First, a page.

Main street in front of post office
Guantánamo municipality (red) within
Guantánamo Province (yellow) and Cuba
|• City||741.4 km2 (286.3 sq mi)|
|Elevation||46 m (151 ft)|
|• Density||280/km2 (740/sq mi)|
|Time zone||UTC-5 (EST)|
|Area code(s)||+53 21|
The municipality is mountainous in the north, at Alejandro de Humboldt National Park, where it overlays the Sierra Maestra (mountains), and borders the Windward Passage of the Caribbean Sea in the south. It is crossed by the Bano, Guantánamo, Yateras, Guaso, San Andrés, and Sabanalamar rivers. The city is spread with a square plan and is crossed in the middle by the Carretera Central highway. Guantánamo Bay is a natural harbour south of it.
The municipality borders with El Salvador, Niceto Pérez, Caimanera, Yateras, Manuel Tames, and Sagua de Tánamo; this one in Holguín Province. It includes the villages of Argeo Martínez, Arroyo Hondo, Glorieta, Las Lajas, and Paraguay.
Prior to 1976 it was divided into the barrios and villages Arroyo Hondo, Baitiquirí, Bano, Bayate, Caimanera, Camarones, Caridad, Corralillo, Cuatro Caminos, Filipinas, Glorieta, Gobierno, Guaso, Hospital, Indios, Isleta, Jaibo Abajo, Las Lajas, Macurijes, Mercado, Ocujal, Parroquia, Palma de San Juan, Rastro, Tiguabos, and Vínculo. After 1976 reform part of municipal territory was split in the municipalities of El Salvador, Niceto Pérez, Caimanera, and San Antonio del Sur.
About 15 km away from the city lies the Guantánamo Bay, a superior natural harbor which has been utilized by the United States since 1898, when it was captured from Spain in the Battle of Guantánamo Bay. In 1903 Cuba leased it to the U.S. as it had committed to in the Cuban–American Treaty of Relations, and remains the site of a US Navy base, as well as the Guantanamo Bay detention camp.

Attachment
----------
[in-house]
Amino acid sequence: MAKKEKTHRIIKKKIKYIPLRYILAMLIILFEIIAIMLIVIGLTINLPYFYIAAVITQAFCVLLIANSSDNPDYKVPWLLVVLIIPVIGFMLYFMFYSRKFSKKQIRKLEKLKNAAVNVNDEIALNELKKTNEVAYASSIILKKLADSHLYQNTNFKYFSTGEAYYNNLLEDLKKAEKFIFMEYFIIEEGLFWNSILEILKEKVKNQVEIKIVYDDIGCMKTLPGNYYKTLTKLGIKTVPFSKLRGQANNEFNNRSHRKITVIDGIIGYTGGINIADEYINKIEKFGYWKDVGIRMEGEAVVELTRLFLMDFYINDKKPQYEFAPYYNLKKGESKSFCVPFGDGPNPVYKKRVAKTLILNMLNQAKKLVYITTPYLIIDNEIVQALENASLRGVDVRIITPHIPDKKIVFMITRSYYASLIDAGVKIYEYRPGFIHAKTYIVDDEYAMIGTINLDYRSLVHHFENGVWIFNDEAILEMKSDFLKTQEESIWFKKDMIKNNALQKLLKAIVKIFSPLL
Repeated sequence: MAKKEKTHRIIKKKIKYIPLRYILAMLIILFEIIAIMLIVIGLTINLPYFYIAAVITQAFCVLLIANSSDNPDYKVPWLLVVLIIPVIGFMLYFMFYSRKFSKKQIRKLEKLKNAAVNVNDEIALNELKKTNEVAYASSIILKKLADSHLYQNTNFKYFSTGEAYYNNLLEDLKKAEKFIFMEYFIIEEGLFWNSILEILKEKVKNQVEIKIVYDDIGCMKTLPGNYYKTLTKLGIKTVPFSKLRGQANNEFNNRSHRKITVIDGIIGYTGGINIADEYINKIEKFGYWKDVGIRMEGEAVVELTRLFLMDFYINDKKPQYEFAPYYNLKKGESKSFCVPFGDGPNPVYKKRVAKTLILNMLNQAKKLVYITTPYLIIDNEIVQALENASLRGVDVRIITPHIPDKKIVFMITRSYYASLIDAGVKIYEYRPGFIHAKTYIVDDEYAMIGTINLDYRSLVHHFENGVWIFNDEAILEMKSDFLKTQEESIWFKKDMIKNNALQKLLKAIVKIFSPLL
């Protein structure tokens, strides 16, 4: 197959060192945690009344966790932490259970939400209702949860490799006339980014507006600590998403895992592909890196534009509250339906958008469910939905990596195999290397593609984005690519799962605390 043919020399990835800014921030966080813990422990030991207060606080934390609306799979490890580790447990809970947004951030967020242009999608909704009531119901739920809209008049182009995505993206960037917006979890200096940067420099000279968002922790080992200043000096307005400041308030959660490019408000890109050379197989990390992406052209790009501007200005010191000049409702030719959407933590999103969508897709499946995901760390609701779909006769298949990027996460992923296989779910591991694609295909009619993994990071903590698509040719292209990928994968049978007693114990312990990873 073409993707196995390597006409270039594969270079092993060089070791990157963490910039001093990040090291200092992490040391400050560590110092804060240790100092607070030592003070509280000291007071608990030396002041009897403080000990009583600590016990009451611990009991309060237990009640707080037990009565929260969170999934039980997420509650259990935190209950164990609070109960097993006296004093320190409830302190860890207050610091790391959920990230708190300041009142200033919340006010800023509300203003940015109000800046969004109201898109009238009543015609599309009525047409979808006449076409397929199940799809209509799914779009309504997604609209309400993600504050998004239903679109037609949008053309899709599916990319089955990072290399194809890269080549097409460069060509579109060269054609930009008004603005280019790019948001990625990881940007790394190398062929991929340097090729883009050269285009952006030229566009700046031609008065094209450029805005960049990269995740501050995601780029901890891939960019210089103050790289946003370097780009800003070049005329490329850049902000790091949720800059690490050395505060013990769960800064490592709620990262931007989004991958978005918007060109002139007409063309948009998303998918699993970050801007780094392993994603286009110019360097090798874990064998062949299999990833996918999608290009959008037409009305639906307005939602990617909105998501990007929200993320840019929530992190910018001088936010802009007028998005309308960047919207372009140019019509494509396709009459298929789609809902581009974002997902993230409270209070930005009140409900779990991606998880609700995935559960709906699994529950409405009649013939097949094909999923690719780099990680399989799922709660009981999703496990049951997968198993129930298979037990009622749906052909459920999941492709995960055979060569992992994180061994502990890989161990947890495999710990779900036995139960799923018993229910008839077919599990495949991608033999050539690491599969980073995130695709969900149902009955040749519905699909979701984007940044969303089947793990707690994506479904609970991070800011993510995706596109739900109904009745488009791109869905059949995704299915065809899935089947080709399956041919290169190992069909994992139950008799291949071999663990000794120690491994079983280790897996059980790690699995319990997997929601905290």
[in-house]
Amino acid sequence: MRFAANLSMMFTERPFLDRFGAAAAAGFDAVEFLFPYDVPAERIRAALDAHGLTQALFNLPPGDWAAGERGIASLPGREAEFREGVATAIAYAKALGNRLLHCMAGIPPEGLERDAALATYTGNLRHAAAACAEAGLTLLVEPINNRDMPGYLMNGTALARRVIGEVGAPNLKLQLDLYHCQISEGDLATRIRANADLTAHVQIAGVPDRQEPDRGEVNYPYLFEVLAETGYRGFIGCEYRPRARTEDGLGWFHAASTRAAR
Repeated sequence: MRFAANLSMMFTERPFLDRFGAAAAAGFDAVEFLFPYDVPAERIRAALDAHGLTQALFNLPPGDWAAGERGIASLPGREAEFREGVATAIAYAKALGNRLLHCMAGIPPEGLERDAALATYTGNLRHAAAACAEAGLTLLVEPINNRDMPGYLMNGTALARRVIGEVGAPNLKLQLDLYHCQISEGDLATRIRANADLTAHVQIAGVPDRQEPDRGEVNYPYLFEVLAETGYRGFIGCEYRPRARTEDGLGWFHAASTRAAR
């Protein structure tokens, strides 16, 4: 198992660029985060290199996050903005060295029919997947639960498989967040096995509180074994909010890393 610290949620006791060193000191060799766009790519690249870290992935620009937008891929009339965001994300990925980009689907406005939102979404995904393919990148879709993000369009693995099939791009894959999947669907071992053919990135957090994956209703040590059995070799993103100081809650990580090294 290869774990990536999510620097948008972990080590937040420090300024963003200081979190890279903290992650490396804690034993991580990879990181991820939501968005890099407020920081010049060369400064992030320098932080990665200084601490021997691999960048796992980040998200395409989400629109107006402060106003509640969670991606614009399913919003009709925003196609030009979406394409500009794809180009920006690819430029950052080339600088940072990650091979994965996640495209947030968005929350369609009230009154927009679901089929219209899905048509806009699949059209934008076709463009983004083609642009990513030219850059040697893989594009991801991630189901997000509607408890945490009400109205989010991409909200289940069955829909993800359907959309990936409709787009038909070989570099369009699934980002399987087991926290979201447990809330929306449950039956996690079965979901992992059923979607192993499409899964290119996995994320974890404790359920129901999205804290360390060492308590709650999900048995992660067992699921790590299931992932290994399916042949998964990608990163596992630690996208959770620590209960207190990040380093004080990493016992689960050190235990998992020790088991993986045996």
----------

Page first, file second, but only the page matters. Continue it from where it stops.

Notable natives of Guantánamo include athletes Joel Casamayor, Erislandy Lara, Yuriorkis Gamboa, Yumileidi Cumbá, Jaime Jefferson, Yargelis Savigne, Dayron Robles, Luis Delís, Cuban-American gymnast Annia Hatch, Broadway and movie actress Olga Merediz, musician Diamela del Pozo, and cosmonaut Arnaldo Tamayo Méndez.
The city is served by the Carretera Central highway, and is the eastern terminus of the A1 motorway, that is mainly under construction and will link Guantánamo with Havana. The city airport "Mariana Grajales" is located near the villages of Las Lajas and Paraguay.
In July 2019, Cuba received its first new train cars in over four decades from China for the route between Havana and Guantanamo. The journey takes 15 hours. A round trip ticket from Havana to Guantanamo trip starts at 200 Cuban pesos ($8, €7).
The song "Guantanamera"
"Guantanamera" (Spanish: "from Guantánamo [feminine]", thus "woman from Guantánamo") is perhaps the best known Cuban song and that country's most noted patriotic song. In 1966, a version by American vocal group The Sandpipers, based on an arrangement by Pete Seeger, became an international hit. The song was later also one of Cuban superstar singer Celia Cruz's biggest hits.
A sculpture of an ox in the "Zoológico de Piedra" (i.e.: "Stone Zoo")
- Guije.com. "Guantánamo" (in Spanish). Retrieved 2007-10-05.
- Statoids. "Municipios of Cuba". Retrieved 2007-10-05.
- Atenas.cu (2004). "2004 Population trends, by Province and Municipality" (in Spanish). Archived from the original on 2007-09-27. Retrieved 2007-10-05.
- "Guantánamo Bay". Lexico UK Dictionary. Oxford University Press. Retrieved 28 July 2019.
- "Guantánamo". The American Heritage Dictionary of the English Language (5th ed.). Boston: Houghton Mifflin Harcourt. Retrieved 28 July 2019.
- "Guantánamo". Collins English Dictionary. HarperCollins. Retrieved 28 July 2019.
- (in Spanish) Guantánamo on EcuRed
- "Cuba's Chinese-made train starts its first run". DW.com. 14 July 2019.
- Jonathan M. Hansen, Guantánamo: An American History. New York: Hill and Wang, 2011.
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